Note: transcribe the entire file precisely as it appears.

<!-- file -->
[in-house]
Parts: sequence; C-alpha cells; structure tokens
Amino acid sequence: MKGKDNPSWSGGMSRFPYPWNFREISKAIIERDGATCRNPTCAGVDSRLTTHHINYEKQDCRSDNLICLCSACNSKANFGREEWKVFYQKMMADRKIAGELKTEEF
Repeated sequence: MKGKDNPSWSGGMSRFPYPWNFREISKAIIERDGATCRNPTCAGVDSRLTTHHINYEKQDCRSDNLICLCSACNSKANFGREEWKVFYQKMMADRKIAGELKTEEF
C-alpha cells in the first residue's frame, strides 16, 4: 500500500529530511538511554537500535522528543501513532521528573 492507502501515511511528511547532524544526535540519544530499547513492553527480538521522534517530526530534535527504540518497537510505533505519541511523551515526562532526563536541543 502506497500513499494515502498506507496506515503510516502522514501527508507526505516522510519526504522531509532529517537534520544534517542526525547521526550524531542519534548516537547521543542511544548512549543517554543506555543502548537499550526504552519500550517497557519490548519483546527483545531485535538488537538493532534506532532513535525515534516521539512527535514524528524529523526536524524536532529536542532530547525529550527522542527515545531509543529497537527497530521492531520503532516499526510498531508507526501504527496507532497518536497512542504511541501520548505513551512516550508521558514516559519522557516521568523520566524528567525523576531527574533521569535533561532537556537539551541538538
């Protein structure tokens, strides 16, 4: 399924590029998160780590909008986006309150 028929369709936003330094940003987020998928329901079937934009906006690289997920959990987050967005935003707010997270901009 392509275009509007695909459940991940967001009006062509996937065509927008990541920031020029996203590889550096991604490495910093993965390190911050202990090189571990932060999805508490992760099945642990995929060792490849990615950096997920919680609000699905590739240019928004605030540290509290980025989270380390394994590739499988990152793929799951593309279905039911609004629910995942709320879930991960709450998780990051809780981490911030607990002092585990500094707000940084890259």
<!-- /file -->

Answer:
[in-house]
Parts: sequence; C-alpha cells; structure tokens
Amino acid sequence: MKGKDNPSWSGGMSRFPYPWNFREISKAIIERDGATCRNPTCAGVDSRLTTHHINYEKQDCRSDNLICLCSACNSKANFGREEWKVFYQKMMADRKIAGELKTEEF
Repeated sequence: MKGKDNPSWSGGMSRFPYPWNFREISKAIIERDGATCRNPTCAGVDSRLTTHHINYEKQDCRSDNLICLCSACNSKANFGREEWKVFYQKMMADRKIAGELKTEEF
C-alpha cells in the first residue's frame, strides 16, 4: 500500500529530511538511554537500535522528543501513532521528573 492507502501515511511528511547532524544526535540519544530499547513492553527480538521522534517530526530534535527504540518497537510505533505519541511523551515526562532526563536541543 502506497500513499494515502498506507496506515503510516502522514501527508507526505516522510519526504522531509532529517537534520544534517542526525547521526550524531542519534548516537547521543542511544548512549543517554543506555543502548537499550526504552519500550517497557519490548519483546527483545531485535538488537538493532534506532532513535525515534516521539512527535514524528524529523526536524524536532529536542532530547525529550527522542527515545531509543529497537527497530521492531520503532516499526510498531508507526501504527496507532497518536497512542504511541501520548505513551512516550508521558514516559519522557516521568523520566524528567525523576531527574533521569535533561532537556537539551541538538
């Protein structure tokens, strides 16, 4: 399924590029998160780590909008986006309150 028929369709936003330094940003987020998928329901079937934009906006690289997920959990987050967005935003707010997270901009 392509275009509007695909459940991940967001009006062509996937065509927008990541920031020029996203590889550096991604490495910093993965390190911050202990090189571990932060999805508490992760099945642990995929060792490849990615950096997920919680609000699905590739240019928004605030540290509290980025989270380390394994590739499988990152793929799951593309279905039911609004629910995942709320879930991960709450998780990051809780981490911030607990002092585990500094707000940084890259």